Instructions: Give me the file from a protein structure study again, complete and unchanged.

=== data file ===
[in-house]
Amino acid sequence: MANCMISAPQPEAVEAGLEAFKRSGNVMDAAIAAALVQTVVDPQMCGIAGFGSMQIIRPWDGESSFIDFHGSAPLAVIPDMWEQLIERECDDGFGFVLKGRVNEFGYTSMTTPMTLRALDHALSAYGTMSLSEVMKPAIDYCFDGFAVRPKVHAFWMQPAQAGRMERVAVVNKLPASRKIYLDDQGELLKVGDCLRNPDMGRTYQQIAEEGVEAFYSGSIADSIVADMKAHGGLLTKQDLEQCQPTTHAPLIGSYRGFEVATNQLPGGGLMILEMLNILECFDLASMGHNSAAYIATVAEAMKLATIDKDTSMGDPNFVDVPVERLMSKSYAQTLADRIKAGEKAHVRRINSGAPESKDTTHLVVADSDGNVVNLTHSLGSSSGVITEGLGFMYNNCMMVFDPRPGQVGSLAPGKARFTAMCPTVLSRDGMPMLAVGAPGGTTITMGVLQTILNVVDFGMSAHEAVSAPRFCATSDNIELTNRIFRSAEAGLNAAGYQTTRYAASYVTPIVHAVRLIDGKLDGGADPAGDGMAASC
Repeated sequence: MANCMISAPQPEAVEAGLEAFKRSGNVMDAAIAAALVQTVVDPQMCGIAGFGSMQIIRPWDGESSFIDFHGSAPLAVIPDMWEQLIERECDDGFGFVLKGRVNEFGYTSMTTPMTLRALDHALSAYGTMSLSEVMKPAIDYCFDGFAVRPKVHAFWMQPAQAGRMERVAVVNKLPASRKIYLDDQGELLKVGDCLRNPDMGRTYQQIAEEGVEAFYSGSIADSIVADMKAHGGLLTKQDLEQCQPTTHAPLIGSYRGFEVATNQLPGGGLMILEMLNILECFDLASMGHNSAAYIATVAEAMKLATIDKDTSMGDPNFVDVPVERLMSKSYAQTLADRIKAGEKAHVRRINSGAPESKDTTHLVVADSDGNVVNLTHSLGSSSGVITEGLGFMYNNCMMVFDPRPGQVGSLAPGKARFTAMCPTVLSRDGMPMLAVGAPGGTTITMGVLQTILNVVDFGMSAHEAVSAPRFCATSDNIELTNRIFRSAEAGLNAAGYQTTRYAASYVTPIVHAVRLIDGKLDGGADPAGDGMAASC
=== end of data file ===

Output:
[in-house]
Amino acid sequence: MANCMISAPQPEAVEAGLEAFKRSGNVMDAAIAAALVQTVVDPQMCGIAGFGSMQIIRPWDGESSFIDFHGSAPLAVIPDMWEQLIERECDDGFGFVLKGRVNEFGYTSMTTPMTLRALDHALSAYGTMSLSEVMKPAIDYCFDGFAVRPKVHAFWMQPAQAGRMERVAVVNKLPASRKIYLDDQGELLKVGDCLRNPDMGRTYQQIAEEGVEAFYSGSIADSIVADMKAHGGLLTKQDLEQCQPTTHAPLIGSYRGFEVATNQLPGGGLMILEMLNILECFDLASMGHNSAAYIATVAEAMKLATIDKDTSMGDPNFVDVPVERLMSKSYAQTLADRIKAGEKAHVRRINSGAPESKDTTHLVVADSDGNVVNLTHSLGSSSGVITEGLGFMYNNCMMVFDPRPGQVGSLAPGKARFTAMCPTVLSRDGMPMLAVGAPGGTTITMGVLQTILNVVDFGMSAHEAVSAPRFCATSDNIELTNRIFRSAEAGLNAAGYQTTRYAASYVTPIVHAVRLIDGKLDGGADPAGDGMAASC
Repeated sequence: MANCMISAPQPEAVEAGLEAFKRSGNVMDAAIAAALVQTVVDPQMCGIAGFGSMQIIRPWDGESSFIDFHGSAPLAVIPDMWEQLIERECDDGFGFVLKGRVNEFGYTSMTTPMTLRALDHALSAYGTMSLSEVMKPAIDYCFDGFAVRPKVHAFWMQPAQAGRMERVAVVNKLPASRKIYLDDQGELLKVGDCLRNPDMGRTYQQIAEEGVEAFYSGSIADSIVADMKAHGGLLTKQDLEQCQPTTHAPLIGSYRGFEVATNQLPGGGLMILEMLNILECFDLASMGHNSAAYIATVAEAMKLATIDKDTSMGDPNFVDVPVERLMSKSYAQTLADRIKAGEKAHVRRINSGAPESKDTTHLVVADSDGNVVNLTHSLGSSSGVITEGLGFMYNNCMMVFDPRPGQVGSLAPGKARFTAMCPTVLSRDGMPMLAVGAPGGTTITMGVLQTILNVVDFGMSAHEAVSAPRFCATSDNIELTNRIFRSAEAGLNAAGYQTTRYAASYVTPIVHAVRLIDGKLDGGADPAGDGMAASC